Which brings me to Gary Numan. As far as I know, all we have to go on regarding the Bowie incident is what Numan himself has said about it. And it's not exactly reliable testimony, given Numan's predilection for two-facedness (ie. making his name as a Bowie clone/freely admitting his fandom, then later on claiming that Bowie had little influence on him, and that he admired Low more for Brian Eno). I'm not saying that Bowie wasn't a bastard at the time, but I'd rather hear his side, or failing that, someone else besides Numan, before I make a judgement. I mean, how do we know Numan didn't say something to Bowie at the time that provoked him?



Dara:

In reply to:

If this comment is so out of line, then the UK music press will call him on it, right?


Huh? This is just one guy's opinion. It's not the function of the press to set him straight.

Jonny is right though: to understand Morrissey, you need to understand how childish he is. Everything about him, his badly-thought out political positions (which have bordered on the racist and xenophobic at times), his Holier-than-Thou vegetarianism, the way he slags all his old friends off, the way he looked at Ziggy and just saw the costumes....this all tells you that mentally he's still a child, and a superficial one who thinks he's smarter than he is at that.

Morrissey used to drink quite a bit in a pub here in Dublin that I also frequented. He always gave the impression he wanted to be seen, he wanted someone to come up and hassle him, just so he could complain about getting hassled when he just wanted to enjoy a quiet drink.

Since he's moved to the States, he seems to have just got odder. He came across really poorly on Jonathon Ross - he made Ross look like a genius by comparison. And I don't get his whole "I'm not a performer, I'm real" shtick either. Who does he think he is all of a sudden, Bruce Springsteen?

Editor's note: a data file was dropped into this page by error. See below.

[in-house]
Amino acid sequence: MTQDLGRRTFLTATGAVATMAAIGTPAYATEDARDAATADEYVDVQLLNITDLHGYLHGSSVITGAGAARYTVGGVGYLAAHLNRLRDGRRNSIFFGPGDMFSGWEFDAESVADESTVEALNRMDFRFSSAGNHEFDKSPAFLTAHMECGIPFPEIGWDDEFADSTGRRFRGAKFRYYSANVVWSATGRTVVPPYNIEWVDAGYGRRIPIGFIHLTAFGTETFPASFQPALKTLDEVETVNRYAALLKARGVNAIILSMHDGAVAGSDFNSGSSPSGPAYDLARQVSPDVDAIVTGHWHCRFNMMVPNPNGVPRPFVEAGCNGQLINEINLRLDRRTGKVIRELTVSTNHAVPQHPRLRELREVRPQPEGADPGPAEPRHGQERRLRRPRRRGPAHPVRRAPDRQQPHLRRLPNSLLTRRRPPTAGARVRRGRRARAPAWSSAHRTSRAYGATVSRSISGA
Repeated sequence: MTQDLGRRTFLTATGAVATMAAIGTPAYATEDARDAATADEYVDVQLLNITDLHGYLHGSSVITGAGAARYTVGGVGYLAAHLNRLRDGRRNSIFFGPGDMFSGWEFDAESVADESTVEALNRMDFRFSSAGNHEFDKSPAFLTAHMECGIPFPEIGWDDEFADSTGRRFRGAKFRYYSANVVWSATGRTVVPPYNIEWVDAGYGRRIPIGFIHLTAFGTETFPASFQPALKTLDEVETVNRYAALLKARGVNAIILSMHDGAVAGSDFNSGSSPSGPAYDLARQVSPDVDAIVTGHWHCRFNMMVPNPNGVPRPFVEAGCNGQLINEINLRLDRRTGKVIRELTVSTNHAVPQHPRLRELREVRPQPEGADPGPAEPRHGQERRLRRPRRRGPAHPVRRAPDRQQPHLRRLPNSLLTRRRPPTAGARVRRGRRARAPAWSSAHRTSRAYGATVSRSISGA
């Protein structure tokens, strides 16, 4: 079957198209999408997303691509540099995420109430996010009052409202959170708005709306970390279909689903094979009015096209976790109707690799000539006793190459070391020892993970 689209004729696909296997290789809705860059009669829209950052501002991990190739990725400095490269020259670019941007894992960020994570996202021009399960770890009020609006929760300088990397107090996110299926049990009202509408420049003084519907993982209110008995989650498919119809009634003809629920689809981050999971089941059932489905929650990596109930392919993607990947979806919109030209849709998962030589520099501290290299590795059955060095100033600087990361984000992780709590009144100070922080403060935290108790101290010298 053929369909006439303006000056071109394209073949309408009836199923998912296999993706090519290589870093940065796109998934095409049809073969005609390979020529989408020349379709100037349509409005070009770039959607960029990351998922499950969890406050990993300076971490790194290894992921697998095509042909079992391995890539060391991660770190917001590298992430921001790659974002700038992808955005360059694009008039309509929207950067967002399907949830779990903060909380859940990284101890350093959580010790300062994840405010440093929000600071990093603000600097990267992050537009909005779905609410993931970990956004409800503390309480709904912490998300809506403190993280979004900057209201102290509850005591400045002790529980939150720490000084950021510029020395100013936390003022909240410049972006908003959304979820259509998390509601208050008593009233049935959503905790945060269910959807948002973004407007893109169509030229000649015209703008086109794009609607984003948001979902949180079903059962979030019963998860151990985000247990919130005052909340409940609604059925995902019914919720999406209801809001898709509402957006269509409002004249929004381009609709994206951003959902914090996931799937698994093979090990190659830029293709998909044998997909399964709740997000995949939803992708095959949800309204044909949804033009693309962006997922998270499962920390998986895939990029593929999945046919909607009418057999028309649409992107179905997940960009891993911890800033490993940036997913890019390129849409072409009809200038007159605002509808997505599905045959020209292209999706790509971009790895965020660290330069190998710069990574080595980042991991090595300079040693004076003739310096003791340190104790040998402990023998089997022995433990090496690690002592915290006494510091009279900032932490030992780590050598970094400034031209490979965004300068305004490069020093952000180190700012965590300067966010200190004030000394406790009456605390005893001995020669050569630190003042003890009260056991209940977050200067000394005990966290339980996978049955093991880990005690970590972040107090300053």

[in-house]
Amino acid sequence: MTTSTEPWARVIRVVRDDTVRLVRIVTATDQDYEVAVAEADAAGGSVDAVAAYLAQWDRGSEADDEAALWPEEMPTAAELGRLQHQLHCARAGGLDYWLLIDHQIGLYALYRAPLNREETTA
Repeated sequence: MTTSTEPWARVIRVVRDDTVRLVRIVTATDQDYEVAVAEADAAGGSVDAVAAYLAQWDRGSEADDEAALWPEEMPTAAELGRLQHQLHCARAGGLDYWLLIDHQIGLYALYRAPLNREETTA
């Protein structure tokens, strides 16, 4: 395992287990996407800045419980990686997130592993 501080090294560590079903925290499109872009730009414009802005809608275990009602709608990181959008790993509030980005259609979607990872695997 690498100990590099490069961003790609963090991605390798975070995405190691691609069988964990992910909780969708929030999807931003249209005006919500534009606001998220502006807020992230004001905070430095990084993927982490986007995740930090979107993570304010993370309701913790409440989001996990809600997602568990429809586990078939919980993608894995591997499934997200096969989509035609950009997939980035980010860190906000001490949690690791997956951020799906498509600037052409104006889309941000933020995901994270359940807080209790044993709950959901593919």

That said, it is kinda nice to see him back. A superficial little kid he may be, but that can be entertaining in small doses. And if his single success shows Bowie and his record company how easy it is to score a big UK single these days, that'll be a good thing.



tourist: Wanker. I thought DB would be the last person Morrissey could criticise, given Morrissey's one-dimentional back catalogue... hearing middle aged men sing about growing pains is kind of silly. Besides, DB never claimed to be up with the times, he does his own style regardless of whether it's in or out of style.



Persilot: To be honest I couldn't give a crap about the kind of things artists say about each other. All I actually care about is if their music is any good. I happen to like The Smiths and Morrissey's new album (which I have on right now). Just because he happened to slag Bowie off doesn't devalue the worth of his music for me.

Plus I find Jonathon Ross extremely nauesuting. He licks the arse of every guest they have on... then goes on to slag them off later on. When he has Bowie on it, is almost cringeworthingly embarrassing to watch just how much he fawns over him. I for one would have paid good money to have been in the audience just to watch the smirk on his smug face fade as Morrissey laid into Bowie.

I get the feeling I tend to be in the minority view… but I feel Morrissey is entitled to any opinion he cares to make. If you put something out in the public sector you have to face that you might be criticised